I had been wanting to do Ben Macdui for ages but had been holding off for a day with reasonable weather. With summer and t-shirt weather seemingly vanishing in the blink of an eye, I was surprised that the forecast for Friday looked clear and sunny with fairly low winds. A quick check on mountain forecast suggested the summit was going to be near freezing though so I had plenty of layers on. I had decided to do the walk from Linn of Dee, partly because it involved pinewoods and also because it meant avoiding the dreaded drive up the A9.
The drive took 3 hours and I got parked up just after 12 where my first act was to break the ticket machine with an apparently dodgy pound coin. The first 5 miles or so is on good paths beside the river and through the pinewoods. Being something of a tree hugger, I enjoy forest walks even more than hill walking so it was a best of both worlds scenario. The two giant mountains at the end was merely a bonus.
I ended up shadowing a girl for about 5 miles and was stuck in a weird limbo where she was walking just slow enough to be holding me up but also just fast enough to make it hard to get past. I had just assumed she was doing the same walk as me and she eventually crossed a bridge. I went to follow then checked the map and realised I was going the wrong way. I'm sure we were both slightly glad to be heading in different directions...
The path breaks out of the trees and starts to climb gently uphill towards the mountains
I had a bit of bother finding a good spot to ford the river but I eventually made it across dry. The path up looked steep but fairly innocuous. It turned up to be very misleading as there were plenty of false summit moments to keep it interesting. I had been absolutely boiling up to this point and was regretting having all my layers to carry but as soon as there was exposure to the wind chill, they were all hurriedly put back on along with the hat...
The path skirts along near the top of the corrie with lochan Uaine down below. I made my token navigational error just after here by somehow heading downhill instead. I spotted someone that also looked a tad lost and confused and we both had a hilarious moment of looking across and being convinced that the other person was actually on the correct path and marching confidently towards each other.
I turned around and looked back for the first time and was surprised by how barren and desolate everything looked. The phrase "great feeling of wilderness and remoteness" gets banded around too often but it seemed pretty apt up here.
Lochan Uaine with Derry Cairngorm on the other side.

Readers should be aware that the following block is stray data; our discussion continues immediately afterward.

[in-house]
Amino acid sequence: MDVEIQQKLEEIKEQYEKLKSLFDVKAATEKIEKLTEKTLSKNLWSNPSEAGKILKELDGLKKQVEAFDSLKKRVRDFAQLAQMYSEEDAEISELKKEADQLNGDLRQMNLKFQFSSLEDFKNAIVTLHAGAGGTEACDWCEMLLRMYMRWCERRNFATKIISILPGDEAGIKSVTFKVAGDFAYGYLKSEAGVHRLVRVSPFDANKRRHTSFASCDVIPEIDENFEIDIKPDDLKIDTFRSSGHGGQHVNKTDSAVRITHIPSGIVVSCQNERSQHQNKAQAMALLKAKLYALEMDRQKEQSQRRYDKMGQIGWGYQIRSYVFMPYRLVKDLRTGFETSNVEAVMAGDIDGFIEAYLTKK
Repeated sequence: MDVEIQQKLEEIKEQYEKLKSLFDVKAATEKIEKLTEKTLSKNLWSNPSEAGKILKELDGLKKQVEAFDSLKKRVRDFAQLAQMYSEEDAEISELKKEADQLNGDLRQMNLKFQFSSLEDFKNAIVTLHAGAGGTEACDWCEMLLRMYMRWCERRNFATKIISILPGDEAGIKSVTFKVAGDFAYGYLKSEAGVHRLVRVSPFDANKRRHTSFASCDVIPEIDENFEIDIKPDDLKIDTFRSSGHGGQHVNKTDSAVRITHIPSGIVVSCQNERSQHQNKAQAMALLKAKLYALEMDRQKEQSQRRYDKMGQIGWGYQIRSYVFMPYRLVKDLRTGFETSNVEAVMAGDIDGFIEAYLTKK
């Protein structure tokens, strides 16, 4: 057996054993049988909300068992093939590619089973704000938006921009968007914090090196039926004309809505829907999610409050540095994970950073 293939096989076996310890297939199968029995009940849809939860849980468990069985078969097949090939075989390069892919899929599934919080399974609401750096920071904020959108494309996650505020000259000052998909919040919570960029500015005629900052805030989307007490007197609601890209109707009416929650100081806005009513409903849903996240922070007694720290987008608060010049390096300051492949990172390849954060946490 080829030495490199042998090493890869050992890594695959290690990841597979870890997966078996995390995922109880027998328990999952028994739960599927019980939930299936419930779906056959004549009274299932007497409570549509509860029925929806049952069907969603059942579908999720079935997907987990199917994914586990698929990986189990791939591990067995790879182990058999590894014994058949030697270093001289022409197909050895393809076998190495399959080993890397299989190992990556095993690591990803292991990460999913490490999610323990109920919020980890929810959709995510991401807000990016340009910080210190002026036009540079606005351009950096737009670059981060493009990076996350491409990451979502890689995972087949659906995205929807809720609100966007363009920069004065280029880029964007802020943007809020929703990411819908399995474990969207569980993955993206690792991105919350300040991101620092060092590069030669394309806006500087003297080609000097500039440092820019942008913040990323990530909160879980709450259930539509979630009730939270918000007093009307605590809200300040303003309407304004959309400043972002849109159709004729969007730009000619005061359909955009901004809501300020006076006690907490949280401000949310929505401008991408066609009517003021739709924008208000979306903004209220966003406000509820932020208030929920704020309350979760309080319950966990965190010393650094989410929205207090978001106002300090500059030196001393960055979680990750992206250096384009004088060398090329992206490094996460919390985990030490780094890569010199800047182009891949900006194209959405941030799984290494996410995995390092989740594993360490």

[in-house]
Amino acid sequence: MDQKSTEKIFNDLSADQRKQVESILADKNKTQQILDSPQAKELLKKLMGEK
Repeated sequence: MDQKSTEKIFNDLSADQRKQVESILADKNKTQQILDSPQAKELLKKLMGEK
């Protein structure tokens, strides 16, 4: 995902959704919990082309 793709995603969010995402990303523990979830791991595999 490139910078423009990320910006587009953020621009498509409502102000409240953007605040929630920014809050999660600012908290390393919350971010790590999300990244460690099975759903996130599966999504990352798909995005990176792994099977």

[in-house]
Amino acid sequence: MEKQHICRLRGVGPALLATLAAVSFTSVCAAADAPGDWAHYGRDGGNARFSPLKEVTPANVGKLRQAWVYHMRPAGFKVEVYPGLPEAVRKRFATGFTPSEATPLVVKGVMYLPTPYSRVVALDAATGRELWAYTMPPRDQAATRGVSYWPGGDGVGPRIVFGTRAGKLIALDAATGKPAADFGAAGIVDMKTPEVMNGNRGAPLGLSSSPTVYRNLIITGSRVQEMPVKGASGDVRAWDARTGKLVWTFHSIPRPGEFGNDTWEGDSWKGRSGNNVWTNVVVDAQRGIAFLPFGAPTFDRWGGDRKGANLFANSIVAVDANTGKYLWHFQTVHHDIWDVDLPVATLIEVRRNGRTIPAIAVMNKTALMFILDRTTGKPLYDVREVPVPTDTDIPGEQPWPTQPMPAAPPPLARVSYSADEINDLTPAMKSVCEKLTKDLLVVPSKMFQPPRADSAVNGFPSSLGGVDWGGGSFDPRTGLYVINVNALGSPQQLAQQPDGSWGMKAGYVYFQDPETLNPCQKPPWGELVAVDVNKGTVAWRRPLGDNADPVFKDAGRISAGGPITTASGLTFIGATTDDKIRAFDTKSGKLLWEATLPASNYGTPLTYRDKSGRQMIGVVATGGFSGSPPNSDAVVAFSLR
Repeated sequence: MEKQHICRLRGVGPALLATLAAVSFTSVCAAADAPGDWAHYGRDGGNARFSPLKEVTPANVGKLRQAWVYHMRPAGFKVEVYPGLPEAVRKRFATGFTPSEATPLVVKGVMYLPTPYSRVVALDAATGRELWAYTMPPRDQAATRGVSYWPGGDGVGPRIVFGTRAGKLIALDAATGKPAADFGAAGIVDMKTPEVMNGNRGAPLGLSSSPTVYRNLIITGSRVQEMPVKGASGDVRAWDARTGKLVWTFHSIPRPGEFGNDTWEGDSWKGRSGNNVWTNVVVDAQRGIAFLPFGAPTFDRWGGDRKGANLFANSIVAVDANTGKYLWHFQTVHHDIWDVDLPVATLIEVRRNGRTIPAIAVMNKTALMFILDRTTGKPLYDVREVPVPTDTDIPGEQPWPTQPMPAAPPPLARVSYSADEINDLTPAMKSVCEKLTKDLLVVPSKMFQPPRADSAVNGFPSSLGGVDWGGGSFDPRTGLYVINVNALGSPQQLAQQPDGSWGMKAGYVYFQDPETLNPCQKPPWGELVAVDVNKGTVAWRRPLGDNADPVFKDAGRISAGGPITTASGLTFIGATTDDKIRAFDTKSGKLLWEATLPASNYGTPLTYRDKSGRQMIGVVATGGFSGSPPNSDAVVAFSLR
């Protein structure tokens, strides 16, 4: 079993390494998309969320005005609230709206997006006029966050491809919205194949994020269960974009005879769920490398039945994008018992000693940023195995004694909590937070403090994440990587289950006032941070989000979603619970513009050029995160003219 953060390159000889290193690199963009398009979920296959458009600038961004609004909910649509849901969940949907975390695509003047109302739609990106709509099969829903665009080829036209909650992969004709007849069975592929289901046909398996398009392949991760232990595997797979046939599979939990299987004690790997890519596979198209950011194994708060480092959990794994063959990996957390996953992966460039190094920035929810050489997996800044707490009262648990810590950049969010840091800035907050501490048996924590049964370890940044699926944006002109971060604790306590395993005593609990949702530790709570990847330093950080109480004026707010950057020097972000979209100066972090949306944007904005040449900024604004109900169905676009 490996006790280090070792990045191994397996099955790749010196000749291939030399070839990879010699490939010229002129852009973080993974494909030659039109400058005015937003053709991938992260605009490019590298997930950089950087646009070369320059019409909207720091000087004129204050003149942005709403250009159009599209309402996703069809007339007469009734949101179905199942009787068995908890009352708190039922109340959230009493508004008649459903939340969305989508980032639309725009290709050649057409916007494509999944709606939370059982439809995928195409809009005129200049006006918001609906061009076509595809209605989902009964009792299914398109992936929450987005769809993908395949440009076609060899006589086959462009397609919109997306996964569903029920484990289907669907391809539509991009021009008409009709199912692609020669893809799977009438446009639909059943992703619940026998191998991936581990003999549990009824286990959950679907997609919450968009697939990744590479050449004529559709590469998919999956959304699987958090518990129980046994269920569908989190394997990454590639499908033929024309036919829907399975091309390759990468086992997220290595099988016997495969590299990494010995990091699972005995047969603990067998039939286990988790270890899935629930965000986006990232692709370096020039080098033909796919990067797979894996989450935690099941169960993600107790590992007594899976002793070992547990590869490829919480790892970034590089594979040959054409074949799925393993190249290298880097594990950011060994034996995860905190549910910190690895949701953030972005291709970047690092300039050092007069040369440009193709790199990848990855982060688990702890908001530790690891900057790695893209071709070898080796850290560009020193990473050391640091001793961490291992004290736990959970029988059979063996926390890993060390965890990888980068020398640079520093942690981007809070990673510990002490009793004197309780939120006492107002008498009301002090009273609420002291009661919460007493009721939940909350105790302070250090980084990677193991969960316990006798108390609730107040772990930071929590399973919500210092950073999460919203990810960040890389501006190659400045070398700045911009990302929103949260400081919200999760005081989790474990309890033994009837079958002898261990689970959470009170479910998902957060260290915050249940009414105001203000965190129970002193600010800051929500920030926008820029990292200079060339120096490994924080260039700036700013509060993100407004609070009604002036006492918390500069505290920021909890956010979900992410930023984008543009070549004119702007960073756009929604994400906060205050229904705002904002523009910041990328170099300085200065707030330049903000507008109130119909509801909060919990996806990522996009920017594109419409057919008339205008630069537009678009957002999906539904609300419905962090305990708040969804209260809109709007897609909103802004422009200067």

I was eventually up and onto the boulder fields and the plateau. It was difficult to get any sort of decent pace going in the terrain and it felt like I was walking for ages and not actually getting anyplace due to how expansive it is.
Lots of interesting cairns, shelters etc on the summit. There was a few groups of people milling about, mostly coming up from the other side. I had wondered how busy it was going to be as the paths up didn't actually seem all that well worn. Thankfully nothing like the mob that seems to perpetually pollute the slopes of Nevis...
Unfortunately not enough of the white stuff yet to start a snowball fight.
I couldn't help but be overcome by an overwhelming sense of remoteness and wilder......eh, barren views all around.
And a wee shelter house of sorts
I didn't hang around for long as it was baltic. I retraced the path down for a bit then it was onto Derry Cairngorm over yonder.
More bouldery action ensued. I had a low energy moment going up here and managed to drop the last of my crackers and cheese onto the lovely sandy ground. I was that hungry I just had to pick them up and scoff them anyway.
2nd munro bagged, it was time to head back. Lots of boulders and a long snaking path over the hills.
Before too long I was very happy to be back in amongst the pines. Good to see the baby trees establishing themselves again. Nature finds a way.
Back on the main track, it was a bit of a long slog without any tunes. The sunset was making the sky interesting shades though. I made it back pretty much bang on my 7 hour schedule and was even lucky enough not to have been given a parking ticket. Good times.
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Warning Please note that hillwalking when there is snow lying requires an ice-axe, crampons and the knowledge, experience and skill to use them correctly. Summer routes may not be viable or appropriate in winter. See winter information on our skills and safety pages for more information.